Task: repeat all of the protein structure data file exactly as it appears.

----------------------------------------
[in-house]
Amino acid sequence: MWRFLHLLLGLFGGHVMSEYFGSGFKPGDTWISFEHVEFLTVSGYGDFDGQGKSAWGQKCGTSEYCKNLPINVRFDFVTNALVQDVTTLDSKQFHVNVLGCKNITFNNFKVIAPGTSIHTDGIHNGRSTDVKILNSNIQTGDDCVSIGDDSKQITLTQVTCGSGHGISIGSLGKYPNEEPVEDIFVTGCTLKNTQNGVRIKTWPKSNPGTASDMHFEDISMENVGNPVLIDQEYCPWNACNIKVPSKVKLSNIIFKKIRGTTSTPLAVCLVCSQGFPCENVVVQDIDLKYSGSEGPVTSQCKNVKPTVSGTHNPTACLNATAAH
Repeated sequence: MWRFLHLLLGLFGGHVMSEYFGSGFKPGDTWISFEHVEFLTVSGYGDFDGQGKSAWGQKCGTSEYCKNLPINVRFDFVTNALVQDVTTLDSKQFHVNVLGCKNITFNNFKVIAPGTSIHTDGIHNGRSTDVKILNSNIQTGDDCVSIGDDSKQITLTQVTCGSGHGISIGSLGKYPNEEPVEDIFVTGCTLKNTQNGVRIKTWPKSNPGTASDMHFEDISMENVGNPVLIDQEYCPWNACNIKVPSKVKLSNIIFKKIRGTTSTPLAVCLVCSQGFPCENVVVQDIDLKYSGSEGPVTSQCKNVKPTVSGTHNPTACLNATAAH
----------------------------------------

[in-house]
Amino acid sequence: MWRFLHLLLGLFGGHVMSEYFGSGFKPGDTWISFEHVEFLTVSGYGDFDGQGKSAWGQKCGTSEYCKNLPINVRFDFVTNALVQDVTTLDSKQFHVNVLGCKNITFNNFKVIAPGTSIHTDGIHNGRSTDVKILNSNIQTGDDCVSIGDDSKQITLTQVTCGSGHGISIGSLGKYPNEEPVEDIFVTGCTLKNTQNGVRIKTWPKSNPGTASDMHFEDISMENVGNPVLIDQEYCPWNACNIKVPSKVKLSNIIFKKIRGTTSTPLAVCLVCSQGFPCENVVVQDIDLKYSGSEGPVTSQCKNVKPTVSGTHNPTACLNATAAH
Repeated sequence: MWRFLHLLLGLFGGHVMSEYFGSGFKPGDTWISFEHVEFLTVSGYGDFDGQGKSAWGQKCGTSEYCKNLPINVRFDFVTNALVQDVTTLDSKQFHVNVLGCKNITFNNFKVIAPGTSIHTDGIHNGRSTDVKILNSNIQTGDDCVSIGDDSKQITLTQVTCGSGHGISIGSLGKYPNEEPVEDIFVTGCTLKNTQNGVRIKTWPKSNPGTASDMHFEDISMENVGNPVLIDQEYCPWNACNIKVPSKVKLSNIIFKKIRGTTSTPLAVCLVCSQGFPCENVVVQDIDLKYSGSEGPVTSQCKNVKPTVSGTHNPTACLNATAAH